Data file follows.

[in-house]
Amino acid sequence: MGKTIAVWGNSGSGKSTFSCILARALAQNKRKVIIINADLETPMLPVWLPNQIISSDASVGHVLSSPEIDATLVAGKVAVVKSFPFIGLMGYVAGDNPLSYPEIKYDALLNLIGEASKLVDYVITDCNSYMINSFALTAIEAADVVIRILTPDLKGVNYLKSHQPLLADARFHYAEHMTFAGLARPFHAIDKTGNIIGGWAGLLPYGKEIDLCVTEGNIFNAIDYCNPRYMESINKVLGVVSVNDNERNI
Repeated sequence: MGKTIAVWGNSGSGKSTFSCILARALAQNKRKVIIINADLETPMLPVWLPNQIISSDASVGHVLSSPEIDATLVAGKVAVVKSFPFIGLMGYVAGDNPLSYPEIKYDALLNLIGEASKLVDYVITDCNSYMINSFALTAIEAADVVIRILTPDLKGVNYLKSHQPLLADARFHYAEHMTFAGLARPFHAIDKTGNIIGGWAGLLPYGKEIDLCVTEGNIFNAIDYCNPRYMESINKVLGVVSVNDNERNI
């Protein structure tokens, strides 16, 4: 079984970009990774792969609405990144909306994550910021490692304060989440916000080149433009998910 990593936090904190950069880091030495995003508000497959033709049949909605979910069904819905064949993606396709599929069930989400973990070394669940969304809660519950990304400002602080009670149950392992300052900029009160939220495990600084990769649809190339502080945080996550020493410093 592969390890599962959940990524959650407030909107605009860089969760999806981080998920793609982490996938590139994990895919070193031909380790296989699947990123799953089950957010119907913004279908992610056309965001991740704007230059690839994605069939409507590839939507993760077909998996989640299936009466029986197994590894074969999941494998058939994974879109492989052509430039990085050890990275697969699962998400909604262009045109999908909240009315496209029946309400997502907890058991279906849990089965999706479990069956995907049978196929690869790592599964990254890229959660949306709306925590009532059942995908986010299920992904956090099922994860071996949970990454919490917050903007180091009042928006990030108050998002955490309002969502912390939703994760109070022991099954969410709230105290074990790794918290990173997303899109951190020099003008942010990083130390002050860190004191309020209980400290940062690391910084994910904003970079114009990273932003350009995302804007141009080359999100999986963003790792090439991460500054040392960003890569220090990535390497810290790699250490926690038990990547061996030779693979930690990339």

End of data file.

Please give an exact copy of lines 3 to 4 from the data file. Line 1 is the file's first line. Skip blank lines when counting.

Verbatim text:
Repeated sequence: MGKTIAVWGNSGSGKSTFSCILARALAQNKRKVIIINADLETPMLPVWLPNQIISSDASVGHVLSSPEIDATLVAGKVAVVKSFPFIGLMGYVAGDNPLSYPEIKYDALLNLIGEASKLVDYVITDCNSYMINSFALTAIEAADVVIRILTPDLKGVNYLKSHQPLLADARFHYAEHMTFAGLARPFHAIDKTGNIIGGWAGLLPYGKEIDLCVTEGNIFNAIDYCNPRYMESINKVLGVVSVNDNERNI
């Protein structure tokens, strides 16, 4: 079984970009990774792969609405990144909306994550910021490692304060989440916000080149433009998910 990593936090904190950069880091030495995003508000497959033709049949909605979910069904819905064949993606396709599929069930989400973990070394669940969304809660519950990304400002602080009670149950392992300052900029009160939220495990600084990769649809190339502080945080996550020493410093 592969390890599962959940990524959650407030909107605009860089969760999806981080998920793609982490996938590139994990895919070193031909380790296989699947990123799953089950957010119907913004279908992610056309965001991740704007230059690839994605069939409507590839939507993760077909998996989640299936009466029986197994590894074969999941494998058939994974879109492989052509430039990085050890990275697969699962998400909604262009045109999908909240009315496209029946309400997502907890058991279906849990089965999706479990069956995907049978196929690869790592599964990254890229959660949306709306925590009532059942995908986010299920992904956090099922994860071996949970990454919490917050903007180091009042928006990030108050998002955490309002969502912390939703994760109070022991099954969410709230105290074990790794918290990173997303899109951190020099003008942010990083130390002050860190004191309020209980400290940062690391910084994910904003970079114009990273932003350009995302804007141009080359999100999986963003790792090439991460500054040392960003890569220090990535390497810290790699250490926690038990990547061996030779693979930690990339």